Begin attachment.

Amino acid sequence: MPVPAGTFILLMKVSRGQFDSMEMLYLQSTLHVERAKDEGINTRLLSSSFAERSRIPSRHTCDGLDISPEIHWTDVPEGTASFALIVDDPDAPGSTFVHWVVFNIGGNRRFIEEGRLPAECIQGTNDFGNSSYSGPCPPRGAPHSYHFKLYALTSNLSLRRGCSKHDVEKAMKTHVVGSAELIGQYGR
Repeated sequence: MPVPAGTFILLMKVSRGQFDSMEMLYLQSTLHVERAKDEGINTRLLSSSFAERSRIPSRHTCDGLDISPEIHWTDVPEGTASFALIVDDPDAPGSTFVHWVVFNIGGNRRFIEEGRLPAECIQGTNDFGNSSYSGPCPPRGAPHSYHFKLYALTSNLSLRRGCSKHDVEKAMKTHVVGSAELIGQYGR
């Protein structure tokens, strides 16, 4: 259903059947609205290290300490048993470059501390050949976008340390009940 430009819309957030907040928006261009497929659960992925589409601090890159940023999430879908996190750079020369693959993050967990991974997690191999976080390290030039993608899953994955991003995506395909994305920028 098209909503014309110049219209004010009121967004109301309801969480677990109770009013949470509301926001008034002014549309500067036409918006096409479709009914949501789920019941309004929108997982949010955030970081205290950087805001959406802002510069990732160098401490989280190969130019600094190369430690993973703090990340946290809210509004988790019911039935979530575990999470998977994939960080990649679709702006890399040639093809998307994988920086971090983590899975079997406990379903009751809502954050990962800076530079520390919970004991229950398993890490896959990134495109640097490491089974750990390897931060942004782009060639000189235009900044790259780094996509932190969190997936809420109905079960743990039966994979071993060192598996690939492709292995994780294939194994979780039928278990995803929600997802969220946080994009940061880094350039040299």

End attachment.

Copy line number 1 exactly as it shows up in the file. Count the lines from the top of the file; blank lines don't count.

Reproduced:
Amino acid sequence: MPVPAGTFILLMKVSRGQFDSMEMLYLQSTLHVERAKDEGINTRLLSSSFAERSRIPSRHTCDGLDISPEIHWTDVPEGTASFALIVDDPDAPGSTFVHWVVFNIGGNRRFIEEGRLPAECIQGTNDFGNSSYSGPCPPRGAPHSYHFKLYALTSNLSLRRGCSKHDVEKAMKTHVVGSAELIGQYGR